1. ADR Basics: Introduction
  2. ADR Basics: What Is An ADR?
  3. ADR Basics: Determining Price
  4. ADR Basics: Risks
  5. ADR Basics: Conclusion

Several factors determine the value of an ADR beyond the performance of the company: Analyzing these foreign companies involves looking at more than just the fundamentals. Here are some risks that investors should consider before trading an ADR:

Political Risk. Research if the government (and economy) in the home country of the ADR is stable, and if any sanctions are on the horizon that could change the company’s financial outlook. A foreign bank ADR, for example, may have an uncertain future if new sanctions from its home country would cut the bank’s indirect access to international capital markets. Keep in mind, sanctions from the U.S. could also affect foreign companies.

Exchange Rate Risk. Is the currency of the home country stable? Remember the ADR shares track the shares in the home country. If a country's currency is devalued, it will trickle down to your ADR. This can result in a big loss, even if the company had been performing well.

As Thornburg Investment Management explained in a blog post, “A common misperception is that American Depositary Receipts, which bundle ordinary shares of an overseas-listed company to a U.S.-traded security, don’t carry currency risk. Driving the confusion is the fact that ADRs, as they are commonly known, are traded in U.S. dollars. While ADRs effectively spare U.S. investors the administrative expense and foreign tax assessments associated with trading in foreign-listed stocks, they don’t nullify the impact of currency exchange rate fluctuations.” 

Inflation Risk. This is an extension of the exchange rate risk. Inflation is the rate at which the general level of prices for goods and services is rising and, subsequently, purchasing power is falling. Inflation can be a big blow to business because the currency of a country with high inflation becomes less and less valuable each day.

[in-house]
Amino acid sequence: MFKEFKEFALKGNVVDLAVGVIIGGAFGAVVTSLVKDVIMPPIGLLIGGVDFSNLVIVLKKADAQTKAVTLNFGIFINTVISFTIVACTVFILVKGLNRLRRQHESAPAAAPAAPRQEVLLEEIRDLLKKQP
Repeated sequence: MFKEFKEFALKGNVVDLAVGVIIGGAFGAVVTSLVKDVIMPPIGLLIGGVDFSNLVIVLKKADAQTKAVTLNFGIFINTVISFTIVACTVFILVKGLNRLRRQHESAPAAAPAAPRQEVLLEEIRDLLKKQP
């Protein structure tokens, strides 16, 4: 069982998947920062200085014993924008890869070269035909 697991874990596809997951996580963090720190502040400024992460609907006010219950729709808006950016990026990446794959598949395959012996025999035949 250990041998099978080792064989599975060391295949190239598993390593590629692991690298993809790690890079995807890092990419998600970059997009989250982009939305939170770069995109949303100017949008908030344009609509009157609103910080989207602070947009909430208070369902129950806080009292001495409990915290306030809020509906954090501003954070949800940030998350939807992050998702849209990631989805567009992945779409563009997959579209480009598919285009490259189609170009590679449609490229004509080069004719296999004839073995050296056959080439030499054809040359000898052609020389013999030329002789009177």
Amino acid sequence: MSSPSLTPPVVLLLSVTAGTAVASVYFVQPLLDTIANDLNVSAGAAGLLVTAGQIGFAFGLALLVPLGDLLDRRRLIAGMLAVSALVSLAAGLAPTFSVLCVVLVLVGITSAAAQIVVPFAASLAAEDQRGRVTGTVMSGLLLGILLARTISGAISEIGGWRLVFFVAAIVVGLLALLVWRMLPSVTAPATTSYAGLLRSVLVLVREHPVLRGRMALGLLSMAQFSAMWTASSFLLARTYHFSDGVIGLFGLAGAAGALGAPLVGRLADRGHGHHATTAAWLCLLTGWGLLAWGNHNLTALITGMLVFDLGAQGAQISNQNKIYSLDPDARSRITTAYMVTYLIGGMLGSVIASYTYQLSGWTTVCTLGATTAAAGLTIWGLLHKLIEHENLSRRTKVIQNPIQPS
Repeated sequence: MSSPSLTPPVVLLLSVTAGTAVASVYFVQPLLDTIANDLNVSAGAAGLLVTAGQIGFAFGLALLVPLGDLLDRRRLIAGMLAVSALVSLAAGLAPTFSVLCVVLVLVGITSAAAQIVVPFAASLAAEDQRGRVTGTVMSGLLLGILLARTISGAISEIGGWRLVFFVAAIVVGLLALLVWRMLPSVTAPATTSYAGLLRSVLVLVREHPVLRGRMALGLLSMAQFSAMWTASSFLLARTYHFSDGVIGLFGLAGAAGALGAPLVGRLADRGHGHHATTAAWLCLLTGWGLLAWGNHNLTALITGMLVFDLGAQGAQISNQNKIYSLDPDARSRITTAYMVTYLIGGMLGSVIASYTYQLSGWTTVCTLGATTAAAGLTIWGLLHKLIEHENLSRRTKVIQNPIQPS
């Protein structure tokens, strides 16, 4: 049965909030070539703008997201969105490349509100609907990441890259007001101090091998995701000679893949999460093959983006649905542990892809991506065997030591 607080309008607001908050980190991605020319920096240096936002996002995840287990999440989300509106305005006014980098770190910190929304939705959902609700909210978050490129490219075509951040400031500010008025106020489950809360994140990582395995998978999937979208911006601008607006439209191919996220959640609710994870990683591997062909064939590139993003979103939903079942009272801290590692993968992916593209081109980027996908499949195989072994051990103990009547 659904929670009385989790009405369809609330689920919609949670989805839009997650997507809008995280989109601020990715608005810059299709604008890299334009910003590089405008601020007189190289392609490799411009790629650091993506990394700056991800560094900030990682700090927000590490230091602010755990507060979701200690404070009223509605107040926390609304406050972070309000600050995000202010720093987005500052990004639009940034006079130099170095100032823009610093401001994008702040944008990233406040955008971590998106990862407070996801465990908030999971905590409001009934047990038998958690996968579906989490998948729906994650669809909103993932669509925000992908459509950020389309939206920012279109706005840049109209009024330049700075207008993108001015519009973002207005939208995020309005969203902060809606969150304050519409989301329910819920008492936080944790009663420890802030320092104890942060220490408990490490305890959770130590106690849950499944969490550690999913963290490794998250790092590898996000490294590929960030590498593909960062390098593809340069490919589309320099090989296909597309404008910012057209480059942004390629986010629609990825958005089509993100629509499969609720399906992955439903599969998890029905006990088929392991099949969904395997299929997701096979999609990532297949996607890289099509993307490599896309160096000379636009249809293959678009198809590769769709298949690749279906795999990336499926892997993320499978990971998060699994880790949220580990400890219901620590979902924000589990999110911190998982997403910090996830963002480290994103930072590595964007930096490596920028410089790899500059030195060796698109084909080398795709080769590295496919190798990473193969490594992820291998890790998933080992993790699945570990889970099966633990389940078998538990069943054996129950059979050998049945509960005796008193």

Tax Treatment of ADRs

 

The tax treatment of ADRs can get a little tricky. If you’re not prepared, you could end up with some surprises at tax time. As far as the IRS is concerned, ADRs are generally treated the same as domestic investments, and investors are subject to the same capital gains and dividend taxes at the same rates. What happens in the foreign country is where tax treatment can differ.

 

Many countries withhold taxes on dividend payments – typically 15% to 20%, but it can be higher, depending on the country. You’ll have to pay U.S. income tax on the net dividend, and claim a deduction for the amount of the foreign tax to avoid double taxation. Keep in mind, the amount you can reclaim depends on the double taxation agreement in place between the U.S. and the foreign country. In some cases, you won’t be able to reclaim the entire withholding amount. It’s recommended that you consult with your broker and/or tax adviser for more information and any applicable U.S. tax forms. 

 


ADR Basics: Conclusion
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